Yet, Republicans were up to their now familiar shenanigans.In October, while courting conservative support for the upcoming midterm election, Senator Mitch McConnell declaimed that any nominee to replace Eric Holder as “the nation’s highest law-enforcement official” must, “as a condition of his or her confirmation,” avoid “at all costs” Holder’s penchant for putting “political and ideological commitments ahead of the rule of law” — including as it “relates to the president’s acting unilaterally on immigration or anything else.”
Turns out he was kidding.
Once the November election was safely won (including his own — McConnell won’t face the voters again for six years), the majority leader swung into action, laboring behind the scenes to drum up support for Lynch. He not only whipped for Lynch from the shadows; by voting for her confirmation, he mocked any conservatives who’d been naïve enough to take his campaign rhetoric seriously.
In this he joined nine others on the roster of Republican senators who took an oath to uphold the Constitution then supported an attorney general who had vowed to undermine the Constitution: Orrin Hatch (Utah), Lindsey Graham (S.C.), Jeff Flake (Ariz.), Susan Collins (Maine), Rob Portman (Ohio), Mark Kirk (Ill.), Thad Cochran (Miss.), Kelly Ayotte (N.H.), and Ron Johnson (Wis.).
That doesn’t begin to quantify the perfidy, though. In order to get Lynch to the finish line, McConnell first had to break conservative opposition to allowing a final vote for her nomination. The majority leader thus twisted enough arms that 20 Republicans voted to end debate. This guaranteed that Lynch would not only get a final vote but would, in the end, prevail — Senators Hatch, Graham, Flake, Collins, and Kirk having already announced their intention to join all 46 Democrats in getting Lynch to the magic confirmation number of 51.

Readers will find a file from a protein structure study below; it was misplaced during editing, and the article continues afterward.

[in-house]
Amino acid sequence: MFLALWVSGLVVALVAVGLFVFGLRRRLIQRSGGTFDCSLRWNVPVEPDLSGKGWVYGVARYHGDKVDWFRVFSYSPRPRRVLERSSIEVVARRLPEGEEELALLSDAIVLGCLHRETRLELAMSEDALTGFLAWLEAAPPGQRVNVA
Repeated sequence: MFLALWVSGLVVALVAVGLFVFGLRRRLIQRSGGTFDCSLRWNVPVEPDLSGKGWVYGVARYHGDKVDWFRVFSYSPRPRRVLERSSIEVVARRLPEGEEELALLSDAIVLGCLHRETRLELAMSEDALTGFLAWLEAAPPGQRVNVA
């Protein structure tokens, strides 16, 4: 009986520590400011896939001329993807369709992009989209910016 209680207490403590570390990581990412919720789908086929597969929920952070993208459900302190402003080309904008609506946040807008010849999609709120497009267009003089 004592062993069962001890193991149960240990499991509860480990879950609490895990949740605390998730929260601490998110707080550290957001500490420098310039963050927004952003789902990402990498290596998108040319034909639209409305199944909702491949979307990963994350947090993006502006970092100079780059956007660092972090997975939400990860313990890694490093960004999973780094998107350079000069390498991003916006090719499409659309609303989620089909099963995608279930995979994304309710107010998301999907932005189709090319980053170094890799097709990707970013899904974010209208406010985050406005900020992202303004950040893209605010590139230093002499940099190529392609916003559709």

So, in addition to the aforementioned ten Republicans who said “aye” on the final vote to make Lynch attorney general, there are ten others who conspired in the GOP’s now routine parliamentary deception: Vote in favor of ending debate, knowing that this will give Democrats ultimate victory, but cast a meaningless vote against the Democrats in the final tally in order to pose as staunch Obama opponents when schmoozing the saps back home. These ten — John Thune (S.D.), John Cornyn (Texas), Bob Corker (Tenn.), Lamar Alexander (Tenn.), Pat Roberts (Kan.), Richard Burr (N.C.), Shelley Moore Capito (W.Va.), Cory Gardner (Col.), Mike Rounds (S.D.), and Thom Tillis (N.C.) — are just as willfully complicit in Lynch’s confirmation and her imminent execution of Obama’s lawlessness.
This is not a Senate back to regular order. It is a disgrace, one that leads to the farce’s final act: On Monday, Loretta Lynch will ceremoniously take the oath to uphold the Constitution she has already told us she will undermine.
This is not about immigration, amnesty, health care, and the full spectrum of tough issues on which reasonable minds can differ. It is about the collapse of fundamental assumptions on which the rule of law rests. When solemn oaths are empty words, when missions such as “law enforcement” become self-parody, public contempt for Washington intensifies — in particular, on the political right, which wants to preserve the good society and constitutional order the rule of law sustains.
In 2012, Barack Obama was reelected despite hemorrhaging support. Obama drew three-and-a-half million fewer votes than he had in 2008. He is president today because, despite deep dissatisfaction with his tenure, millions of former Republican supporters were too vexed by the party’s insipidness to believe voting would make a difference. They stayed home.
The GOP, it seems, is going to great lengths to convince them that they were right. It may be that, for an entrenched Beltway political class, the important thing is to stay entrenched: better to play ball with the “opposition” party than to represent a base that wants Washington — the political class’s source of power — pared way back.
Accomplished as she is in self-dealing sleight-of-hand, Mrs. Clinton clearly has not cornered the Washington market. To win the White House, she does not need to be popular. She just needs to be a tad more popular with the Left than the GOP is with the Right. Eminently doable.
— Andrew C. McCarthy is a policy fellow at the National Review Institute. His latest book is Faithless Execution: Building the Political Case for Obama’s Impeachment.